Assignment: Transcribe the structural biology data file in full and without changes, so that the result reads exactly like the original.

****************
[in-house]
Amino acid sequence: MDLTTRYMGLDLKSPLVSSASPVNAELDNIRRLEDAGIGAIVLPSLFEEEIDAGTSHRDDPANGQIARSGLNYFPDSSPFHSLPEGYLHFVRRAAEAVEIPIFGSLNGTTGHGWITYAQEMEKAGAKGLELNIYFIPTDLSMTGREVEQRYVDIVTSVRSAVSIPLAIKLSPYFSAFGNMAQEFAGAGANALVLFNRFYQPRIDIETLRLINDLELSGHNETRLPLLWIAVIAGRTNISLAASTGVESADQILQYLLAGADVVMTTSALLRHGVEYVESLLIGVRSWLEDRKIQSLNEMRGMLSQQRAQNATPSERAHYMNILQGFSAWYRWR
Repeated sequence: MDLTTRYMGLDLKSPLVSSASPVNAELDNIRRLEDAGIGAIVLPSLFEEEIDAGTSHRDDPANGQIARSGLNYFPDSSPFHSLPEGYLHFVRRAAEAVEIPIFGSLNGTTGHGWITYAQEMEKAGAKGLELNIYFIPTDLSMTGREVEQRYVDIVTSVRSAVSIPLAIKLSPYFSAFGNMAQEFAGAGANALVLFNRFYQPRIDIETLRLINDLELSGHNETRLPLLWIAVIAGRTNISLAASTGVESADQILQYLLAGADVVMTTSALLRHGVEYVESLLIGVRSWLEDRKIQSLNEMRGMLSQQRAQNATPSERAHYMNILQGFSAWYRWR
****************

[in-house]
Amino acid sequence: MDLTTRYMGLDLKSPLVSSASPVNAELDNIRRLEDAGIGAIVLPSLFEEEIDAGTSHRDDPANGQIARSGLNYFPDSSPFHSLPEGYLHFVRRAAEAVEIPIFGSLNGTTGHGWITYAQEMEKAGAKGLELNIYFIPTDLSMTGREVEQRYVDIVTSVRSAVSIPLAIKLSPYFSAFGNMAQEFAGAGANALVLFNRFYQPRIDIETLRLINDLELSGHNETRLPLLWIAVIAGRTNISLAASTGVESADQILQYLLAGADVVMTTSALLRHGVEYVESLLIGVRSWLEDRKIQSLNEMRGMLSQQRAQNATPSERAHYMNILQGFSAWYRWR
Repeated sequence: MDLTTRYMGLDLKSPLVSSASPVNAELDNIRRLEDAGIGAIVLPSLFEEEIDAGTSHRDDPANGQIARSGLNYFPDSSPFHSLPEGYLHFVRRAAEAVEIPIFGSLNGTTGHGWITYAQEMEKAGAKGLELNIYFIPTDLSMTGREVEQRYVDIVTSVRSAVSIPLAIKLSPYFSAFGNMAQEFAGAGANALVLFNRFYQPRIDIETLRLINDLELSGHNETRLPLLWIAVIAGRTNISLAASTGVESADQILQYLLAGADVVMTTSALLRHGVEYVESLLIGVRSWLEDRKIQSLNEMRGMLSQQRAQNATPSERAHYMNILQGFSAWYRWR